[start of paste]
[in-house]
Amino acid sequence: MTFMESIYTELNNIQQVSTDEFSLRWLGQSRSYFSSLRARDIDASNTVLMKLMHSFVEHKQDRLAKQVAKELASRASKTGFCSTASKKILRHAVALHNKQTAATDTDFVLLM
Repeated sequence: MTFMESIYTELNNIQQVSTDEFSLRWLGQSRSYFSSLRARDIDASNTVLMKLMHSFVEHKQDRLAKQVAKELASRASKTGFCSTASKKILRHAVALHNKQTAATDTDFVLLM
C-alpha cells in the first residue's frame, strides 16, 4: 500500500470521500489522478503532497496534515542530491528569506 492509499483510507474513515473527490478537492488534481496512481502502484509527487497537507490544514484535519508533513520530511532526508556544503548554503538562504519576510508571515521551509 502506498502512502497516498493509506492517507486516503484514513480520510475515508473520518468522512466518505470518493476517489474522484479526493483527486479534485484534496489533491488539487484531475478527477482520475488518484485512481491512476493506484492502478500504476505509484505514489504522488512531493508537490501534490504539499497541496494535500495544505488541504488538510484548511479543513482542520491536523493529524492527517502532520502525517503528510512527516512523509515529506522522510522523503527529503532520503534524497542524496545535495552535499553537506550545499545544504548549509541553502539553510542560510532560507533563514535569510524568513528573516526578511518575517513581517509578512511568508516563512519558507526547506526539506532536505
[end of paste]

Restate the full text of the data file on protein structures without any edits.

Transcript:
[in-house]
Amino acid sequence: MTFMESIYTELNNIQQVSTDEFSLRWLGQSRSYFSSLRARDIDASNTVLMKLMHSFVEHKQDRLAKQVAKELASRASKTGFCSTASKKILRHAVALHNKQTAATDTDFVLLM
Repeated sequence: MTFMESIYTELNNIQQVSTDEFSLRWLGQSRSYFSSLRARDIDASNTVLMKLMHSFVEHKQDRLAKQVAKELASRASKTGFCSTASKKILRHAVALHNKQTAATDTDFVLLM
C-alpha cells in the first residue's frame, strides 16, 4: 500500500470521500489522478503532497496534515542530491528569506 492509499483510507474513515473527490478537492488534481496512481502502484509527487497537507490544514484535519508533513520530511532526508556544503548554503538562504519576510508571515521551509 502506498502512502497516498493509506492517507486516503484514513480520510475515508473520518468522512466518505470518493476517489474522484479526493483527486479534485484534496489533491488539487484531475478527477482520475488518484485512481491512476493506484492502478500504476505509484505514489504522488512531493508537490501534490504539499497541496494535500495544505488541504488538510484548511479543513482542520491536523493529524492527517502532520502525517503528510512527516512523509515529506522522510522523503527529503532520503534524497542524496545535495552535499553537506550545499545544504548549509541553502539553510542560510532560507533563514535569510524568513528573516526578511518575517513581517509578512511568508516563512519558507526547506526539506532536505